The monitor who was "exiled" wakes up in his new, human form (more gods becoming men, soon to strive towards godhood again; Morrison's working his literary themes) for i guess the first time.

This issue was set up, as you'd presume a #1 to be, but while it put the pieces into place, it didn't give us any indication of what kind of game is about to be played. Any thread between these various plots has to be deduced by the reader. That's not necessarily bad, but it's not Summer Event Series storytelling. The stakes are unclear.

It was odd.

Readers not already familiar with DC's superhero universe will have a lot of questions. Characters and concepts are not introduced in several instances, as i noted. If you haven't read Seven Soldiers, you might scratch your head about the Dark Side Club. This is a big minus for an Event comic, which is intended (or so i always thought) to sell to a lot of people, not just faithful DC fans who follow their "universe" as a whole. Something as simple as caption boxes, or a couple editorial pages, would have helped.

Monday, May 26, 2008

Son of Short Comic Reviews


Birds of Prey #118 – So this takes place after Final Crisis, looks like. At least, it has the new version of the New Gods that we saw in Seven Soldiers. Interesting. We've seen this superpeople fight club thing several times recently. Are all the Apokalipsians black? That's not...y'know...kinda racist? To make all the bad guys black? I'm not accusing anybody of being racist, i'm just dumbfounded that the folks at DC wouldn't see the implication, and diversify accordingly. Nicola Scott is really good. I like her style. This issue is mostly about Misfit and Black Alice, both of whom are cool. They both learn something surprising here. It's good to see some fairly new characters getting page time and development.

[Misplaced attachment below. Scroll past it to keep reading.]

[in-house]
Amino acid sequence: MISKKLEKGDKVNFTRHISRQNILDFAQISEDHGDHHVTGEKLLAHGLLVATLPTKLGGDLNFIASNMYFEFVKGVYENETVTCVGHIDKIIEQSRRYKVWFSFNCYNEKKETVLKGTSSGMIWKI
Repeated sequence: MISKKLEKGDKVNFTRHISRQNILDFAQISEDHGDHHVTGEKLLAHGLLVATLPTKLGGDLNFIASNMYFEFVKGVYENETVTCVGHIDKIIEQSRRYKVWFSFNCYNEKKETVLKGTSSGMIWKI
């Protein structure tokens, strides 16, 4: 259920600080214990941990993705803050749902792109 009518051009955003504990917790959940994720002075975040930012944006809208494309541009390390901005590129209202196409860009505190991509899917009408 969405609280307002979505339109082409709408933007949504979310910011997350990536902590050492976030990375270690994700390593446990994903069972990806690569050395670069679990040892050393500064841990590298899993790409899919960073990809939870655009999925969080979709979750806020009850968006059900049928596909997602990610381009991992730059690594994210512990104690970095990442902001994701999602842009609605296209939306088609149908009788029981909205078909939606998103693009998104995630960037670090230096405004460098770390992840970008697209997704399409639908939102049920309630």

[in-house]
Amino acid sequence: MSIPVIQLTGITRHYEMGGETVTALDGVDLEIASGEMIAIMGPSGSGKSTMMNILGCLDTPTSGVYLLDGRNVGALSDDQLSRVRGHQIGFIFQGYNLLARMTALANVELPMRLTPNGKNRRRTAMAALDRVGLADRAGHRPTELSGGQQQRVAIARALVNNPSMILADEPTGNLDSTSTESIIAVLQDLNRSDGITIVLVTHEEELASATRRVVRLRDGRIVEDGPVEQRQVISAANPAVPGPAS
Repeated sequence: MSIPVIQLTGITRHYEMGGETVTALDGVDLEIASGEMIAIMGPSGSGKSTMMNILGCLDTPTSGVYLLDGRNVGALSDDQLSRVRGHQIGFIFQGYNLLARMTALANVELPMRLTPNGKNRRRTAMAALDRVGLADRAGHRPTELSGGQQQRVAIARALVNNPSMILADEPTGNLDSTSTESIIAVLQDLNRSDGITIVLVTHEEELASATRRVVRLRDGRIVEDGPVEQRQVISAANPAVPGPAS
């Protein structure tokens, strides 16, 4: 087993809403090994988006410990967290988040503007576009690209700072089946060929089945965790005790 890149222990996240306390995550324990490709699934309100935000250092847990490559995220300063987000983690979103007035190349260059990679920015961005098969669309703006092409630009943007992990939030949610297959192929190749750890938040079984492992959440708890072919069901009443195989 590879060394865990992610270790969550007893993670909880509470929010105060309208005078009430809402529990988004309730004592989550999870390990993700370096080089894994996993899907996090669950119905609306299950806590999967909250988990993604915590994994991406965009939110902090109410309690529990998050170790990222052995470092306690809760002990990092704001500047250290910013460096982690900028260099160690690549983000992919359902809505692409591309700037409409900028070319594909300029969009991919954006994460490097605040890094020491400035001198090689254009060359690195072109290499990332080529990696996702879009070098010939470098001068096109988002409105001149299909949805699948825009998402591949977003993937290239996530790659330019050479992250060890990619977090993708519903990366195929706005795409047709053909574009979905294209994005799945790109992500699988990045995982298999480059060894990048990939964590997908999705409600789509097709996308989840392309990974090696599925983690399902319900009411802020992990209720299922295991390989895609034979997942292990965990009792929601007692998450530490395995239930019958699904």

Dynamo 5 #13D5 tries to recover from getting their butts kicked last issue. There's a revelation about one of the characters which was totally unexpected, but works very well. It fits with everything that had already been established. It looks like next issue we'll see a slightly different version of the team, which should be fun. Thumbs up.











JSA #15 – I enjoyed this, but there's not much to say about it. It's all Fighty McPunchkick, in a good way.

Project Superpowers #3 – I got lost reading this. It felt like i'd missed an issue. There were too many indistinct scene changes, too much first-person narrative from too many characters. This ain't a movie. We can't automatically tell that a new person has started talking in the narrative boxes like we can tell when a different voice starts doing a voice-over in film. A different colored bar beside the box doesn't help that much, either. How about a different font, or a differently shaped box, a different manner of speech? Look at pages 8 and 9: Samson and the Scarab are talking. Then half of page 9 cuts to Shangri-La, where the Black Terror is tearing through some bad guys. Why does this bit with Black Terror interrupt the Samson/Scarab scene? Are they supposed to be linked, or somehow comment on one another? I can't see how. It's confusing. And on page 10, what's going on there? Was this thread introduced previously? Is it referring to the FCBD issue? Who is this person 'Devil is talking to? Why put only one page of this in the issue? Where are Pyro and Hydroman? Can't they spare a box saying “Coney Island” or something? This was just confusing.

Wonder Woman #20 – This felt kinda like an episode of Xena, with its use of not-quite-right mythology. (Beowulf died fighting that dragon, and he didn't have to chase Grendel, he killed him in Hrothgar's mead hall, etc.) Xena bit Wonder Woman's style, not the other way around. Never forget that. It's still a fun issue, though, b/c it's really hard for Gail Simone to write a bad comic. There's the unexpected appearance of Stalker, an obscure character from the 70s. (No prior knowledge necessary, however.) I'm not sure if that's actually cool, or just a bit of trivia.